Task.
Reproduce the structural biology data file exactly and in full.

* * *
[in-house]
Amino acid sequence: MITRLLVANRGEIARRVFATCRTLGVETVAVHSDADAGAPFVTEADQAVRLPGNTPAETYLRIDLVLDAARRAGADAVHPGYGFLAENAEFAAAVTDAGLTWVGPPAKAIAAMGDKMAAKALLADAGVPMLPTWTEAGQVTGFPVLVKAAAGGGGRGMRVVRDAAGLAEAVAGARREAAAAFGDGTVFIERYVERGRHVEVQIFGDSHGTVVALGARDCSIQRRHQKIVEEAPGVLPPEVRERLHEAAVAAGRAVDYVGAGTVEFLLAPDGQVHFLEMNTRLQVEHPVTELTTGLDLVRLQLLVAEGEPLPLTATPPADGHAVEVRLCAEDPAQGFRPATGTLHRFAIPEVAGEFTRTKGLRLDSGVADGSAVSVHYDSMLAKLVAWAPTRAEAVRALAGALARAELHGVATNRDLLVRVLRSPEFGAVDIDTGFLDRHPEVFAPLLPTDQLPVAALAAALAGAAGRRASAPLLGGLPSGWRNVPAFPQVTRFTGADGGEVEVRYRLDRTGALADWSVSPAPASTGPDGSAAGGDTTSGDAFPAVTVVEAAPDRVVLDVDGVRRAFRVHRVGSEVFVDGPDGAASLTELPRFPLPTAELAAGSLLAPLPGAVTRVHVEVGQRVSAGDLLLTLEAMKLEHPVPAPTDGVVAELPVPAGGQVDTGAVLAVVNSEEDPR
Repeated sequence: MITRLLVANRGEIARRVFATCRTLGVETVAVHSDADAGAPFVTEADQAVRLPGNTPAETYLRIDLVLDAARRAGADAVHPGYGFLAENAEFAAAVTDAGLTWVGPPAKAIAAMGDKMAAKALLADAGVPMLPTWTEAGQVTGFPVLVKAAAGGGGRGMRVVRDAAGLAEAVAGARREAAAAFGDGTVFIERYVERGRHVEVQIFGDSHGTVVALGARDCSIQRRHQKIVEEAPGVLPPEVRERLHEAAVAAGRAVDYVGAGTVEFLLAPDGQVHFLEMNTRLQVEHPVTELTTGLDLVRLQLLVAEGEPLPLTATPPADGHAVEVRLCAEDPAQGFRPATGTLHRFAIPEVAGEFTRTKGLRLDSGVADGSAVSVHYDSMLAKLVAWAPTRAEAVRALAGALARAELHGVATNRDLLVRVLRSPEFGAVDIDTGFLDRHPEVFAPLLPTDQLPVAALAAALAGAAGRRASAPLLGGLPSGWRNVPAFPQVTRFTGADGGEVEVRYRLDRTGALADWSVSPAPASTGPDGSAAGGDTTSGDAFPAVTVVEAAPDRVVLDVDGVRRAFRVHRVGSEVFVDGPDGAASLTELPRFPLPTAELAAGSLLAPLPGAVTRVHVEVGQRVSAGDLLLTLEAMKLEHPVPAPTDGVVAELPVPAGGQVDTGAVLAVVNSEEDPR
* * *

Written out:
[in-house]
Amino acid sequence: MITRLLVANRGEIARRVFATCRTLGVETVAVHSDADAGAPFVTEADQAVRLPGNTPAETYLRIDLVLDAARRAGADAVHPGYGFLAENAEFAAAVTDAGLTWVGPPAKAIAAMGDKMAAKALLADAGVPMLPTWTEAGQVTGFPVLVKAAAGGGGRGMRVVRDAAGLAEAVAGARREAAAAFGDGTVFIERYVERGRHVEVQIFGDSHGTVVALGARDCSIQRRHQKIVEEAPGVLPPEVRERLHEAAVAAGRAVDYVGAGTVEFLLAPDGQVHFLEMNTRLQVEHPVTELTTGLDLVRLQLLVAEGEPLPLTATPPADGHAVEVRLCAEDPAQGFRPATGTLHRFAIPEVAGEFTRTKGLRLDSGVADGSAVSVHYDSMLAKLVAWAPTRAEAVRALAGALARAELHGVATNRDLLVRVLRSPEFGAVDIDTGFLDRHPEVFAPLLPTDQLPVAALAAALAGAAGRRASAPLLGGLPSGWRNVPAFPQVTRFTGADGGEVEVRYRLDRTGALADWSVSPAPASTGPDGSAAGGDTTSGDAFPAVTVVEAAPDRVVLDVDGVRRAFRVHRVGSEVFVDGPDGAASLTELPRFPLPTAELAAGSLLAPLPGAVTRVHVEVGQRVSAGDLLLTLEAMKLEHPVPAPTDGVVAELPVPAGGQVDTGAVLAVVNSEEDPR
Repeated sequence: MITRLLVANRGEIARRVFATCRTLGVETVAVHSDADAGAPFVTEADQAVRLPGNTPAETYLRIDLVLDAARRAGADAVHPGYGFLAENAEFAAAVTDAGLTWVGPPAKAIAAMGDKMAAKALLADAGVPMLPTWTEAGQVTGFPVLVKAAAGGGGRGMRVVRDAAGLAEAVAGARREAAAAFGDGTVFIERYVERGRHVEVQIFGDSHGTVVALGARDCSIQRRHQKIVEEAPGVLPPEVRERLHEAAVAAGRAVDYVGAGTVEFLLAPDGQVHFLEMNTRLQVEHPVTELTTGLDLVRLQLLVAEGEPLPLTATPPADGHAVEVRLCAEDPAQGFRPATGTLHRFAIPEVAGEFTRTKGLRLDSGVADGSAVSVHYDSMLAKLVAWAPTRAEAVRALAGALARAELHGVATNRDLLVRVLRSPEFGAVDIDTGFLDRHPEVFAPLLPTDQLPVAALAAALAGAAGRRASAPLLGGLPSGWRNVPAFPQVTRFTGADGGEVEVRYRLDRTGALADWSVSPAPASTGPDGSAAGGDTTSGDAFPAVTVVEAAPDRVVLDVDGVRRAFRVHRVGSEVFVDGPDGAASLTELPRFPLPTAELAAGSLLAPLPGAVTRVHVEVGQRVSAGDLLLTLEAMKLEHPVPAPTDGVVAELPVPAGGQVDTGAVLAVVNSEEDPR